Masirah Island comprises one of the highest densities of loggerhead turtles in the world. However, research has shown that the nesting habitat of this population is compromised, likely due to human activities, stated a press release.
These include beach driving, beach erosion, fishing activities including boat landing and storage of fishing nets, accidental fishing, recreation/picnics, nest poaching, pollution (from town, roads, hotel and other sources), ingestion of marine litter and pollution, and encroachment of roads.
The population’s rapid decline has led to the denomination of the Northwest Indian Ocean sub-population, which nests in Oman, as Critically Endangered on the International Union for Conservation of Nature Red List. Critically Endangered species are considered to be facing an extremely high risk of extinction in the wild. Suaad al Harthi, programme director, ESO, said, “For years, people lived in harmony with these magnificent sea turtles but today, that coexistence is threatened by a number of issues that have caused them to become endangered. Over the last decade, ESO has been working hard to identify the causes of this population’s decline and ways to protect them.
“Together, with the support of the Ministry of Environment and Climate Affairs, Ministry of Agriculture and Fisheries, Port of Duqm, and Oman Oil Company, we have made great strides to empower local communities and work towards the conservation of nesting sites on Masirah Island. Although this phase has come to an end, more work is needed to ensure that these critically endangered turtles are protected and we hope to find more partners to be able to continue our efforts.”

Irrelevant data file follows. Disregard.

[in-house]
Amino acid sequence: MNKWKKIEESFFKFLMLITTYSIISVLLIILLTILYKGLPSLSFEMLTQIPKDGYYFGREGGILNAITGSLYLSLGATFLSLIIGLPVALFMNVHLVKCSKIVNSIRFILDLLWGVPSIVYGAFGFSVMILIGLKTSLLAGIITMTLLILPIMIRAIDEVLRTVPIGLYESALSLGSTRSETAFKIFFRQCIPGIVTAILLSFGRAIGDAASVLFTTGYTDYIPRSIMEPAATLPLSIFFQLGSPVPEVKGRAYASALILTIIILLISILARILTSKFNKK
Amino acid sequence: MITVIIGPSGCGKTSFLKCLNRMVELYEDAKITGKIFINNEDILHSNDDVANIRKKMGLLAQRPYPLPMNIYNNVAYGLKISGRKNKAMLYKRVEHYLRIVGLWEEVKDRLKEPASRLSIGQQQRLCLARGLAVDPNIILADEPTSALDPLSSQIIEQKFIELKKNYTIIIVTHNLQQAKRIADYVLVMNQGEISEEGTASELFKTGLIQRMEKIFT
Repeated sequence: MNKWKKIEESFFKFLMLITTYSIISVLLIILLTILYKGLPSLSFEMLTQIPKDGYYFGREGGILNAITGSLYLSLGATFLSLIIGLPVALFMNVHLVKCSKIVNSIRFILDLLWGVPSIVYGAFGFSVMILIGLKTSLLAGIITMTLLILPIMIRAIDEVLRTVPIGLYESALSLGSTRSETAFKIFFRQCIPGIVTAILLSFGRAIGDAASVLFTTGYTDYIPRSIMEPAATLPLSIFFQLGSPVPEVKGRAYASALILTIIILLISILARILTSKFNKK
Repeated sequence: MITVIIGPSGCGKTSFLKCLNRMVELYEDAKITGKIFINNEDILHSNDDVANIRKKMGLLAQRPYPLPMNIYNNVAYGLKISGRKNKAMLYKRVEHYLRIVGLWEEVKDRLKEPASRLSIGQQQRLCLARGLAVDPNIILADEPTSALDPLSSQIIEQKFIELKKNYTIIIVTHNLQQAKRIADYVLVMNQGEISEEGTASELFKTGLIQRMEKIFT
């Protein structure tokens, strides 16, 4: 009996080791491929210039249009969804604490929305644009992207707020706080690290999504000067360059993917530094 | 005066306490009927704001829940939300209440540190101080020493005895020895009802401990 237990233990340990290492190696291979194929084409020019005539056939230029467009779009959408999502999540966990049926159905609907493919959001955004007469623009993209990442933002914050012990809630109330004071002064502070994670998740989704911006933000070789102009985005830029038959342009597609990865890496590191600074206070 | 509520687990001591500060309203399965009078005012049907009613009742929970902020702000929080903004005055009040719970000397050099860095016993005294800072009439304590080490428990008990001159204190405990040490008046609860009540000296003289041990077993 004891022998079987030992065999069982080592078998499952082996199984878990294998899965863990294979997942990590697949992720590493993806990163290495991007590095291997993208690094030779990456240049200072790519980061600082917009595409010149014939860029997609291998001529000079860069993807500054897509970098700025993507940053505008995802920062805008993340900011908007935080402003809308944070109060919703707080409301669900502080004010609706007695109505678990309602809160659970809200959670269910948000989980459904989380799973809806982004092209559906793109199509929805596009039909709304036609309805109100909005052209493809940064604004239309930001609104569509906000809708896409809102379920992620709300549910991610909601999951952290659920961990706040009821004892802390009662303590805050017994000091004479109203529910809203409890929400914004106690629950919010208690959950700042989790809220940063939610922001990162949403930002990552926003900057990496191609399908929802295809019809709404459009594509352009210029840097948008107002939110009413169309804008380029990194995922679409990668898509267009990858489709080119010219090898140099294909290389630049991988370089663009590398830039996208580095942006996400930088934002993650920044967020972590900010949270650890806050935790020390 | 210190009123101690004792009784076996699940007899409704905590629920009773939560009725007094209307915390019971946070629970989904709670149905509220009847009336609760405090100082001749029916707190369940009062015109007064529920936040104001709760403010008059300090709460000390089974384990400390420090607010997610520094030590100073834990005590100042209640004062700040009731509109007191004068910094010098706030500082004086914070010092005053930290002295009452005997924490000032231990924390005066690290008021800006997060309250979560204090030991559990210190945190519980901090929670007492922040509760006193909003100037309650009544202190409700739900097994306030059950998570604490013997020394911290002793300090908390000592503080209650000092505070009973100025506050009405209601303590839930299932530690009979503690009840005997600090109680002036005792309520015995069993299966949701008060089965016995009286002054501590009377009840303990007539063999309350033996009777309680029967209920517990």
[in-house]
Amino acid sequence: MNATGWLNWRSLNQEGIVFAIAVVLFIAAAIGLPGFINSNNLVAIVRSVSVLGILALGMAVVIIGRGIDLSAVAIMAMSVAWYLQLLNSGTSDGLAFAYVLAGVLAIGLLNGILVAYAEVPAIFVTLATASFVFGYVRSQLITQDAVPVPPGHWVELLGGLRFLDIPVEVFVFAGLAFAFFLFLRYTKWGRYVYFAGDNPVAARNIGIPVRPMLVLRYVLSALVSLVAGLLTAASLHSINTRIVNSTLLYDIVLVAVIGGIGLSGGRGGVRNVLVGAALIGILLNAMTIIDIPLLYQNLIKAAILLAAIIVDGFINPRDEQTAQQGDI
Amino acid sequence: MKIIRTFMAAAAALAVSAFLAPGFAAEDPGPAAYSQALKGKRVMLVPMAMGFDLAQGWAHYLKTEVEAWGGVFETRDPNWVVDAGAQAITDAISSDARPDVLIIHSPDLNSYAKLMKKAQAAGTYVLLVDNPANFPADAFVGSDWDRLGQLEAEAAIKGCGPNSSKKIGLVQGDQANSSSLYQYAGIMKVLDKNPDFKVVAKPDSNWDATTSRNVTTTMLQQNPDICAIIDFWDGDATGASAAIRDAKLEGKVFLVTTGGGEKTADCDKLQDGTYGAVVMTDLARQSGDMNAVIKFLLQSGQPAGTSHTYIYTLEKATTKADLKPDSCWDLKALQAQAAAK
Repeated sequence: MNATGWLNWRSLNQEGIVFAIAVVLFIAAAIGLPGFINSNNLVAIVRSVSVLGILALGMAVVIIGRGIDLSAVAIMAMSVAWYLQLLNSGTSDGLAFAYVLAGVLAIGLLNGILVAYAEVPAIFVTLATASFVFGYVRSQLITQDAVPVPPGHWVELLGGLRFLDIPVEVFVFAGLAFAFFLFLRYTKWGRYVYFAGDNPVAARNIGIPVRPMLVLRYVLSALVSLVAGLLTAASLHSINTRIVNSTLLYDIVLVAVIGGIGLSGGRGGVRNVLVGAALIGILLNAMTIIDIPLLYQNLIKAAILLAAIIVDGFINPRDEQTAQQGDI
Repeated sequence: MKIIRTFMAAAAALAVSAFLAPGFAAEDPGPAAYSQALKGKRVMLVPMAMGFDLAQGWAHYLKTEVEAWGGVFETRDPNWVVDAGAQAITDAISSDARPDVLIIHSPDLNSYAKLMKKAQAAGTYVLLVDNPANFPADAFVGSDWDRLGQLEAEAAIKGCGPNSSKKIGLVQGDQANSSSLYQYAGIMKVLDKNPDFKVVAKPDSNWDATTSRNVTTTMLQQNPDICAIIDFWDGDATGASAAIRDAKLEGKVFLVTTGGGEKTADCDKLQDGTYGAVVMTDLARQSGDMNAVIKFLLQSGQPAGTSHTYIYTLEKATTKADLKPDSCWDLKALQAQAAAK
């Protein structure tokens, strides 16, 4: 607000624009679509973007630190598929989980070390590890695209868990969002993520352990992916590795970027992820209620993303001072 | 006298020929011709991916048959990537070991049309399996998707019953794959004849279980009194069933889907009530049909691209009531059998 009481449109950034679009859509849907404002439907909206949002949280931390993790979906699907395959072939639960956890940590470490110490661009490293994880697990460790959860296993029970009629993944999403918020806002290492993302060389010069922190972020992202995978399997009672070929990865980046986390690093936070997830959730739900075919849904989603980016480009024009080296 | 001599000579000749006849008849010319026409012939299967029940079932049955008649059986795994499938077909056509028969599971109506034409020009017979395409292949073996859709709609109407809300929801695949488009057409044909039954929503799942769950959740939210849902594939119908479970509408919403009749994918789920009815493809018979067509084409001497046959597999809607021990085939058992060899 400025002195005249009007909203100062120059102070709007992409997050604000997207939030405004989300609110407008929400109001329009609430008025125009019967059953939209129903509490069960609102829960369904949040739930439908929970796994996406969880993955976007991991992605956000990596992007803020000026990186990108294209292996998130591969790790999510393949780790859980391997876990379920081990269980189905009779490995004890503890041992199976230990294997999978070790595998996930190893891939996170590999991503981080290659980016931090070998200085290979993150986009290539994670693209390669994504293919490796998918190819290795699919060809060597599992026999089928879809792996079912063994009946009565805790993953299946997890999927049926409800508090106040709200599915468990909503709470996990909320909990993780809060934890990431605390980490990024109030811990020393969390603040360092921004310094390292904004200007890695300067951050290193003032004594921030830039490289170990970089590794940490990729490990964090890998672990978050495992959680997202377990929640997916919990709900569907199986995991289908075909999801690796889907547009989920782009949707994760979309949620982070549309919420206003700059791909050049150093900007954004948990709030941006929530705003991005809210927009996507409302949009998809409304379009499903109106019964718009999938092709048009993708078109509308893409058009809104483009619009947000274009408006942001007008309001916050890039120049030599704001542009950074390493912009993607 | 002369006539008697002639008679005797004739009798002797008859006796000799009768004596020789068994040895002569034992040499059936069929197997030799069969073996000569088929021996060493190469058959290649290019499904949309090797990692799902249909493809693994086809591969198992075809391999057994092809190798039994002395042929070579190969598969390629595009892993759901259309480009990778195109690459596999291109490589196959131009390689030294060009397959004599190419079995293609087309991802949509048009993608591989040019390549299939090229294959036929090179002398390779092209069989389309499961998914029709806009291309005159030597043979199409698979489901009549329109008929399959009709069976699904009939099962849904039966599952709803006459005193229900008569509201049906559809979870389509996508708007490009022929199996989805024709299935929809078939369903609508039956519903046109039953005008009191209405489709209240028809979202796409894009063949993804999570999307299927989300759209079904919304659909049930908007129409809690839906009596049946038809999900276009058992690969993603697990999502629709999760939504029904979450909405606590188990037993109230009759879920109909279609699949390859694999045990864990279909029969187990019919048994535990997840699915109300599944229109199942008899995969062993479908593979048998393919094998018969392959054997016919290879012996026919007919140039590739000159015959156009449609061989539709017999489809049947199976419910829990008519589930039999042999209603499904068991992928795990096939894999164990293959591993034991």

The project included research of turtle nesting populations, and a number of community outreach and awareness activities for the conservation and preservation of these valuable species.
In addition to advocacy meetings with local stakeholders such as the wali, the Omani Women's Association, and representatives of local authority offices, capacity building was at the heart of the project. The project also contributed to sustain livelihoods through the employment of residents from Masirah Island for more than five years.
Reggy Vermeulen, CEO of Port of Duqm added, “We are proud to play a role in enhancing Oman’s marine life, which we believe must be preserved at all costs. Without a doubt, biodiversity boosts ecosystem productivity where each species, no matter how small, plays an important role. Healthy biodiversity provides a number of natural services for everyone, which is why it is essential that we all embrace sustainability.”
Almutasim bin Said al Sariri, director of corporate affairs of Oman Oil Company (OOC), said, “As a responsible citizen, OOC is dedicated to contribute and support community development with targeted CSR programmes, and the Turtle Research and Conservation Project is a very unique model of environmental sustainability.
“The sultanate has been blessed with a wealth of bio-diverse regions. It is our responsibility as its stewards to ensure they are passed on to the next generation. Masirah Island is one of the most beautiful and pristine sites in the country and our joint efforts will help maintain it for years to come.”